Anita Felicelli's review of Elaine Castillo's America is Not the Heart appeared in the San Francisco Chronicle

Michael Lindgren ​reviewed a new biography of legendary photographer Weegee for Newsday.

Anita Belles Porterfield ​reviewed David George Haskell's The Songs of Trees for The Express-News.

Board Member Katherine A. Powers​ reviewed The President is Missing, by former President Bill Clinton and James Patterson, for Newsday.

Rebecca Renner reviewed Alice Bolin's Dead Girls ​for Broadly/Vice. 

Richard Santos ​interviewed Kevin Powers for Kirkus about his new novel, A Shout in the Ruins.

Diane Scharper reviewed Julian Barnes' The Only Story for The Weekly Standard. 

Grace Schulman, ​who won the Frost Medal for Distinguished Lifetime Achievement in American Poetry in 2016, announces a memoir, ​Strange Paradise: Portrait of a Marriage, forthcoming in August from Turtle Point Press. 

Joan Silverman ​reviewed Pops: Fatherhood in Pieces by Michael Chabon for the Portland Press Herald. 

Ron Slate reviewed 2017 NBCC non-fiction finalist Masha Gessen's Never Remember: Searching for Stalin’s Gulags in Putin’s Russia for On The Seawall.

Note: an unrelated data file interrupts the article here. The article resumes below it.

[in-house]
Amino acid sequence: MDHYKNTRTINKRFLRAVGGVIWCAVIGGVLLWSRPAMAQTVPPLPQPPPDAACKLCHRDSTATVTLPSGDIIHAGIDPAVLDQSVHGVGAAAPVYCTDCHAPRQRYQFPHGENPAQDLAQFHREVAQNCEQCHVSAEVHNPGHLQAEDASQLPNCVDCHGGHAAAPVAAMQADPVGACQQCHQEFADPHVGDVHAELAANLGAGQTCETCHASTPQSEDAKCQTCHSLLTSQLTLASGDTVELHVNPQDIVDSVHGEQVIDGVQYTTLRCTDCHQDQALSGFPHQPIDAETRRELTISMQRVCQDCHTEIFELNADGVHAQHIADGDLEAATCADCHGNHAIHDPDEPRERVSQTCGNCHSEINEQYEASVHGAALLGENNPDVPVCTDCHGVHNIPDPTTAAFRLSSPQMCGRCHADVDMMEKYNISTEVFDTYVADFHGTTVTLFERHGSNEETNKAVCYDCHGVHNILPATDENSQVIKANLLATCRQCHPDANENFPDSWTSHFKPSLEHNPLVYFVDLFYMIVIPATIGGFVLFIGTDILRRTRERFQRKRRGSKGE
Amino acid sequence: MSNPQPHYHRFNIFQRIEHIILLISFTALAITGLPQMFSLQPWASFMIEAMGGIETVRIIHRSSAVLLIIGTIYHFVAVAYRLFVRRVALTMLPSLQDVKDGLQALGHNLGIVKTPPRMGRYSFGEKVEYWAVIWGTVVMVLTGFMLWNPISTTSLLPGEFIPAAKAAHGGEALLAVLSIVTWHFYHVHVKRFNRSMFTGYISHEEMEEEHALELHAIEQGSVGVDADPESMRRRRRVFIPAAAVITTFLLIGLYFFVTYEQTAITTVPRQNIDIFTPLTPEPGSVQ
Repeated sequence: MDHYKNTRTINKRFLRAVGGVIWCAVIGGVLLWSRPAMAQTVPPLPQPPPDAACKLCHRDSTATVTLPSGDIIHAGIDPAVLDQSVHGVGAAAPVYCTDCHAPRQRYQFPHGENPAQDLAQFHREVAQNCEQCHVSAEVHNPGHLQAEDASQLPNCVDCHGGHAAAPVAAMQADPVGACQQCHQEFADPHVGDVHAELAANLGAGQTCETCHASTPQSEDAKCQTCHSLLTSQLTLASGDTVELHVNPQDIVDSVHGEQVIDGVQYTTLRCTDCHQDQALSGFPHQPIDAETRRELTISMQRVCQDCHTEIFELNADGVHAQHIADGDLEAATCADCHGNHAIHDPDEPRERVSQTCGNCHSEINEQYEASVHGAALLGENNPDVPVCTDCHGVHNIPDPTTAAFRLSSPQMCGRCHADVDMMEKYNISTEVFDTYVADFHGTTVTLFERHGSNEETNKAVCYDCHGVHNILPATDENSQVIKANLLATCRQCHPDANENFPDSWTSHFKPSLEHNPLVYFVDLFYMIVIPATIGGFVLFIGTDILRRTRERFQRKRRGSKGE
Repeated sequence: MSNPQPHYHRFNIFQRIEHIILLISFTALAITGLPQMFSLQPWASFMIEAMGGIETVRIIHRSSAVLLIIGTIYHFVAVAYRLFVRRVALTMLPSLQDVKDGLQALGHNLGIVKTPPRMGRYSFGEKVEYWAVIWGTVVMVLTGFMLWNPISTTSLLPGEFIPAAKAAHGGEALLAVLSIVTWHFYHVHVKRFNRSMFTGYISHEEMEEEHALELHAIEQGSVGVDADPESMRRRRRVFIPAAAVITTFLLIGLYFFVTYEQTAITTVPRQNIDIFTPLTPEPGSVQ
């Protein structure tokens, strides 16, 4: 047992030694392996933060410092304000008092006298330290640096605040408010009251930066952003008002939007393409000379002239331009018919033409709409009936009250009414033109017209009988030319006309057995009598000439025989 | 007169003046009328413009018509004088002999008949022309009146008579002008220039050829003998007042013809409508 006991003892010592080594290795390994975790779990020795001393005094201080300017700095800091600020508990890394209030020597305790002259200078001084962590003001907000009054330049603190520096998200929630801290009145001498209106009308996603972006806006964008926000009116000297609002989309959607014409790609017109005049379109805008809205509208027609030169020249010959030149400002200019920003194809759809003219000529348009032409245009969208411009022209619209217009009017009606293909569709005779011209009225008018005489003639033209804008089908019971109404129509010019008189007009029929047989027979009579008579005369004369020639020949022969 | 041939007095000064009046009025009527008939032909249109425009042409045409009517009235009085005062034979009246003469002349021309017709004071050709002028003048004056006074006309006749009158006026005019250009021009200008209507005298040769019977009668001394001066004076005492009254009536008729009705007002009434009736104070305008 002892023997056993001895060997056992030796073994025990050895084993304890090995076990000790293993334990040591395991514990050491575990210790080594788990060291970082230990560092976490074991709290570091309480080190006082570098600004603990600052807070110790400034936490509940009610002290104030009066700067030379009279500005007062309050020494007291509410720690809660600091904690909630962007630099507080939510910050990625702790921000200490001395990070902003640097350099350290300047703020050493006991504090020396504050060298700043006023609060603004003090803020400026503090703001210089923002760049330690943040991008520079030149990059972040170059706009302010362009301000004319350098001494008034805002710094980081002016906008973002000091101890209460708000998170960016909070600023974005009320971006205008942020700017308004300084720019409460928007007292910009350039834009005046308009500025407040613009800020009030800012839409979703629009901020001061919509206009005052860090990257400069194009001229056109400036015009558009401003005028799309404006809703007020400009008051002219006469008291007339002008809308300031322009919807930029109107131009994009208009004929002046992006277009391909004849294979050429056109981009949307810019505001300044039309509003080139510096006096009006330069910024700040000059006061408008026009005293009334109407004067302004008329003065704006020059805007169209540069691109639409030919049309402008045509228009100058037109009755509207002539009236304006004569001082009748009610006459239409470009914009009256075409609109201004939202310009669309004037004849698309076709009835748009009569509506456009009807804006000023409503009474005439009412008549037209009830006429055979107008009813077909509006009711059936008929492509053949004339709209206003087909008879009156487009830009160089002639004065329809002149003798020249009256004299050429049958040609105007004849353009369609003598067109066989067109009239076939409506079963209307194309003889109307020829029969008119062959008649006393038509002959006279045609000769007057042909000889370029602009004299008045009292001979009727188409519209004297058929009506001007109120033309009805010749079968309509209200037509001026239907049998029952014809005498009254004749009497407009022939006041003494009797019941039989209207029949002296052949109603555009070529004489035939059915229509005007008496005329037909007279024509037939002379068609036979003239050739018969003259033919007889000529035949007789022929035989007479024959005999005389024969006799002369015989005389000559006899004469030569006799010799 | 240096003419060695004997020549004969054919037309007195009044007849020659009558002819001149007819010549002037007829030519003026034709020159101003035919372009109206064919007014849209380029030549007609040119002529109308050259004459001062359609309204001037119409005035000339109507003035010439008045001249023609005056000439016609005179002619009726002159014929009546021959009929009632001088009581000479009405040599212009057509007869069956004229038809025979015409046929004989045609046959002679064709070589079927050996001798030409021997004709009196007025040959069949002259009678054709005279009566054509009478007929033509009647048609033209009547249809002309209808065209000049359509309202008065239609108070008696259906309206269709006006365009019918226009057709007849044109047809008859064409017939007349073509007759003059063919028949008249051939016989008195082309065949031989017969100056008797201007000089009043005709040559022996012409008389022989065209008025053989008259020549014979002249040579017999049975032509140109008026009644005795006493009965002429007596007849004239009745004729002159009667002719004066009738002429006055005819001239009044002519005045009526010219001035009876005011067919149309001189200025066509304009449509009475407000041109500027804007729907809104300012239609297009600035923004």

Martha Anne Toll reviewed Helen Weinzweig's Basic Black With Pearls for Bloom. 

Paul Wilner reviewed the re-issue of Black Swans by Eve Babitz for the Journal of Alta California.

Karl Wolff reviewed Tommy Pico's Nature Poem for the New York Journal of Books.

Your reviews seed this roundup; please send items, including new about your new publications and recent honors, to NBCCCritics@gmail.com. Make sure to send links that do not require a subscription or username and password.


May, 2018

Drumroll, Please: Announcing the New NBCC Emerging Critics

by Admin | May-30-2018

We're delighted to announce the NBCC Emerging Critics: July 1, 2018-July 1, 2019.